"There comes a great responsibility to solve the environmental problems we’ve created with this technology."
As the film and broadcast industry returns to a normal rate of production, it also returns to the time-honored tradition of trade shows! October saw The NAB Show New York return to the Jacob Javits Center alongside the annual Audio Engineering Society (AES) convention, bringing together broadcasters and technology vendors across a vast exhibit floor and robust conference program.
NAB NY hasn’t taken place in-person since 2019, although a virtual alternative was successfully produced in October 2020. In exploration of over 200 company booths presenting hands-on learning and interactive product demonstrations alongside dozens of talks and networking hours, themes of reconnection and technology framed many conversations. The advancements of tech in both software and hardware have allowed various companies to advertise themselves as being “the future” of their specific niche within the industry.
Our interest this year was specifically focused on the myriad options for cloud-based storage in both production and post-production. Post-production once lived and died by the structure and speed of hard wired, portable drives with lifespans as short as the tech’s shelf life. Combined with a rightly paranoid need to back-up the back-ups of all footage and assets while keeping projects for infinite amounts of time, this often results in warehouses full of outdated and filled-to-capacity drives collecting dust for years to come.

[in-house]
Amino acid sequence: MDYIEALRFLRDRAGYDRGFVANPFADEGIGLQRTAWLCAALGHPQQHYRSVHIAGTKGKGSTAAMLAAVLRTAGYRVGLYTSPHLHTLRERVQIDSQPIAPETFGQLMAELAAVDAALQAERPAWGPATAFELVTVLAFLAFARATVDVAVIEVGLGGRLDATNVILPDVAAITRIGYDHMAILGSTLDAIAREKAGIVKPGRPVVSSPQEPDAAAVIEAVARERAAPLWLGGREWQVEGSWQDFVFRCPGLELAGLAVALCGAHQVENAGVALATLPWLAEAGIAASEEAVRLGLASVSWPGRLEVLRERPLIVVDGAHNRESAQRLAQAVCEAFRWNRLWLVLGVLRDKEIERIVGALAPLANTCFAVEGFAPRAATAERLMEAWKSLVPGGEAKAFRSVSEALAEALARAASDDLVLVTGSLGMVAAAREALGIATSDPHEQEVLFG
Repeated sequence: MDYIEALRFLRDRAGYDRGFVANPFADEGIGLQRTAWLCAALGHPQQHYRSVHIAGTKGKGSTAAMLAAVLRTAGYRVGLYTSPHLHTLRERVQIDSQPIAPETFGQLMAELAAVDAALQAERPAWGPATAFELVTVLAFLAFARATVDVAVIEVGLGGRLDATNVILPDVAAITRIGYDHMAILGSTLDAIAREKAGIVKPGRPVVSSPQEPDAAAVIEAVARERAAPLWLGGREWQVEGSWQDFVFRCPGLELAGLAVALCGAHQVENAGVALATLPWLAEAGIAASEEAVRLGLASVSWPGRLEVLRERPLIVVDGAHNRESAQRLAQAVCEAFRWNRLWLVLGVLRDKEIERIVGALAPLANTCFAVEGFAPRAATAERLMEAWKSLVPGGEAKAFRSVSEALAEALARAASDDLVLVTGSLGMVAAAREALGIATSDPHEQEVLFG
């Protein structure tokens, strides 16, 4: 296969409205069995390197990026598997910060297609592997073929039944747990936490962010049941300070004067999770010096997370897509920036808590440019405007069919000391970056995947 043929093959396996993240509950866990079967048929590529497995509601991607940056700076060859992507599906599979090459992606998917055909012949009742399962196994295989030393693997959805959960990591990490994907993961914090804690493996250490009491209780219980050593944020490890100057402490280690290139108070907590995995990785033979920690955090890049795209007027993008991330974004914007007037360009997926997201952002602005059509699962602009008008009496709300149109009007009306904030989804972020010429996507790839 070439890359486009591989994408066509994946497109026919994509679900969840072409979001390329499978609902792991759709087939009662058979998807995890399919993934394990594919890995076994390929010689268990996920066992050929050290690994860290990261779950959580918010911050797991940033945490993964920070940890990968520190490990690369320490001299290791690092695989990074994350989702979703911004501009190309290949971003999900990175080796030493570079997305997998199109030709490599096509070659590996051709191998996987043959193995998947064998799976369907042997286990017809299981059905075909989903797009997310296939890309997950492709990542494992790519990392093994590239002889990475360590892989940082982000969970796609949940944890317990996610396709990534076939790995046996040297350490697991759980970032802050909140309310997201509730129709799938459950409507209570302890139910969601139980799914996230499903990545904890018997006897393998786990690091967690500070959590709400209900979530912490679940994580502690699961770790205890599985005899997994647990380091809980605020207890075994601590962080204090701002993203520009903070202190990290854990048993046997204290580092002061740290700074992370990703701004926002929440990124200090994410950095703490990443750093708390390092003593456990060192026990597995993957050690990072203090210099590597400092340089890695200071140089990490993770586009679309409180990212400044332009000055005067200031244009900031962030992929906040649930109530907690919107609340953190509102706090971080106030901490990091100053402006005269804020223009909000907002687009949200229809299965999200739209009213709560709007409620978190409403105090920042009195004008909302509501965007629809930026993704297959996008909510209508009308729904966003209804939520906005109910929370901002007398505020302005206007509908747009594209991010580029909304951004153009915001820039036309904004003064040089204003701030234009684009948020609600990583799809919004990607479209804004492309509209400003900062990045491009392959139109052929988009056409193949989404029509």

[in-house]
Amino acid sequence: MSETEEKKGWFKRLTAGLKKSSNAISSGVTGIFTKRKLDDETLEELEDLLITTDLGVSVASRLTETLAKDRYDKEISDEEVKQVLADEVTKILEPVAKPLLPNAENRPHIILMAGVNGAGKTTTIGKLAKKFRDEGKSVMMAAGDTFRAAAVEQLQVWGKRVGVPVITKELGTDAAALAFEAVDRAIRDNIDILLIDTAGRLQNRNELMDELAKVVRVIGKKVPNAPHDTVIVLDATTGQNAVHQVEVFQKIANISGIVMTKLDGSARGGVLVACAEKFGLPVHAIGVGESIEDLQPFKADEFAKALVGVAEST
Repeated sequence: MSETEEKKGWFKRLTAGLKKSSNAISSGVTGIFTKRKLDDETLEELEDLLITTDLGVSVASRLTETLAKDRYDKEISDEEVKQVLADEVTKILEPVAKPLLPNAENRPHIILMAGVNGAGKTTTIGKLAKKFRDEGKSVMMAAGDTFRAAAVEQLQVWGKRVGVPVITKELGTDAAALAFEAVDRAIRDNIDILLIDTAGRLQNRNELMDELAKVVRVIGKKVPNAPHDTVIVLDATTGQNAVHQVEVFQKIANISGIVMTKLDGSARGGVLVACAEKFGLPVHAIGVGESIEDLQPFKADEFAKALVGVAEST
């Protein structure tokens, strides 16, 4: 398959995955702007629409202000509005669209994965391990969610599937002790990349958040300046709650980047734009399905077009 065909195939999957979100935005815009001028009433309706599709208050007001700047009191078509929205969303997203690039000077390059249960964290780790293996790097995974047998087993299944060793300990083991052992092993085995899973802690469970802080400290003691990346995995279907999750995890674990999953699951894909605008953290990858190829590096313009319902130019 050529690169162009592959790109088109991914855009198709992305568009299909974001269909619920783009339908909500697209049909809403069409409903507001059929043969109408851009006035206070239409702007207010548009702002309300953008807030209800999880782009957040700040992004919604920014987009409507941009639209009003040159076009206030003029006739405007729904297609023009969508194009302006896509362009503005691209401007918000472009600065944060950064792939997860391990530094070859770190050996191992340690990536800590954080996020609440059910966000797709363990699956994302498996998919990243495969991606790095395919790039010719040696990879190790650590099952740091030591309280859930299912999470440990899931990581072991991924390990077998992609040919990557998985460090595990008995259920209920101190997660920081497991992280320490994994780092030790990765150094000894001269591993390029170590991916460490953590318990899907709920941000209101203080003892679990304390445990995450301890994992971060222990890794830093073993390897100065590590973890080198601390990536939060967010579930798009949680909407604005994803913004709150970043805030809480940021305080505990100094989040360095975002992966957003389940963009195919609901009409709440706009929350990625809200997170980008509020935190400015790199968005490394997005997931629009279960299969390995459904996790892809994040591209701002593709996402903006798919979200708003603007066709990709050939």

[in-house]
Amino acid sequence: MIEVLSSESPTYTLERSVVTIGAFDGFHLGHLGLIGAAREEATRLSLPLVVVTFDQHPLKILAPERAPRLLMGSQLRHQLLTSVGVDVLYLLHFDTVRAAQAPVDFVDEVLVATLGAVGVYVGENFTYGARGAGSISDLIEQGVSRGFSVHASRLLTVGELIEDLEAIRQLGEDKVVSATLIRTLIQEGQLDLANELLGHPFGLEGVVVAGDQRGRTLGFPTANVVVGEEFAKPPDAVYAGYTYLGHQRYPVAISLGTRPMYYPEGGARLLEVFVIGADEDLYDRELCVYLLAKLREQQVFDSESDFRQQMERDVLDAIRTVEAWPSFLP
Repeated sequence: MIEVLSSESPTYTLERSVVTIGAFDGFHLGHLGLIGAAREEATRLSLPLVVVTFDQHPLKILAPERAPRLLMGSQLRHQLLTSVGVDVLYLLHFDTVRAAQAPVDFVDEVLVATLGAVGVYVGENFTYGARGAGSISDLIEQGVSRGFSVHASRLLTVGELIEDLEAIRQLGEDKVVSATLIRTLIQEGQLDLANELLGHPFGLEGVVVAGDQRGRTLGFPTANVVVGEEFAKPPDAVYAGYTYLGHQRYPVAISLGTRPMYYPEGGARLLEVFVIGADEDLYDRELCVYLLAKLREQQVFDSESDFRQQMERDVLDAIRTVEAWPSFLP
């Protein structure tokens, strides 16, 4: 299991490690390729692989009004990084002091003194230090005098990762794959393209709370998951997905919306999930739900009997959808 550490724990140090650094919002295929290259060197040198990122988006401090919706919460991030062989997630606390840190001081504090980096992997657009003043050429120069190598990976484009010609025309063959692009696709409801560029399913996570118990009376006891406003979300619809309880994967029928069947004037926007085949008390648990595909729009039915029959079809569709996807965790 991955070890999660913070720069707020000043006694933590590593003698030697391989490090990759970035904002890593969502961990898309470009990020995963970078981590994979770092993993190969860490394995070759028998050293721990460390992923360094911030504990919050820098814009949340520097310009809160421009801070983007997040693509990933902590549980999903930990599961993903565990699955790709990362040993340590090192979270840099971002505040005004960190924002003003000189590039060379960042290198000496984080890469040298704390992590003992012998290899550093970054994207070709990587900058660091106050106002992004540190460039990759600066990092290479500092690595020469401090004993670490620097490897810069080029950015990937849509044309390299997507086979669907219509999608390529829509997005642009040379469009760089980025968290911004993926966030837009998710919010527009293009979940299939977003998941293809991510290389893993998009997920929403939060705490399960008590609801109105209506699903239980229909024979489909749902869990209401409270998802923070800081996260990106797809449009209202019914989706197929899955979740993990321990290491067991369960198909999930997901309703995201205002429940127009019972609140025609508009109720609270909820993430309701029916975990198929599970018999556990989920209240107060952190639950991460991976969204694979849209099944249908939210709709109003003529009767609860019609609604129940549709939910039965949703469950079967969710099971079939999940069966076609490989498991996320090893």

Cloud based storage technology offers companies the ability to rid themselves entirely of physical drives, freeing up space in offices and warehouses while creating an infinite storage option that is always backed up. The environmental implications of ridding the industry of unnecessary non-recyclable physical hardware in turn helps to save our planet one drive at a time…or so you’d think.
The transition to cloud-based storage in our industry is an obvious and sensible progression, but we found a dearth of awareness toward the environmental implications and impacts these global data centers have in both carbon emissions and rising CO2 levels – a reality we recently became aware of through our partnership with Green The Bid. According to a study conducted by BFI, the film and advertising industry alone is responsible for producing over 2840 tonnes of CO2 per production between all stages of production, which has resulted in cries for mandatory reporting of carbon emissions to attempt to reduce this impact.
One company of note that we spoke with, Backblaze, took the time to explain how its Stockholm data center was sustainably cooled by utilizing the water of the lake it is housed on, offering infinite cloud-based storage options while reducing the emissions from their particular data center. While their operations were indeed unique, there was sadly no company that presented a policy or initiative addressing the recurring environmental implications of cloud-based storage futures.
Our most profound takeaway from NAB New York is that while the availability of technology has been able to solve every man-made problem the industry has presented us, there also comes a great responsibility to solve the environmental problems we’ve created with this technology.
We look forward to the conversations surrounding sustainability within this industry as the year comes to a close, and 2023 presents new challenges for us to break through.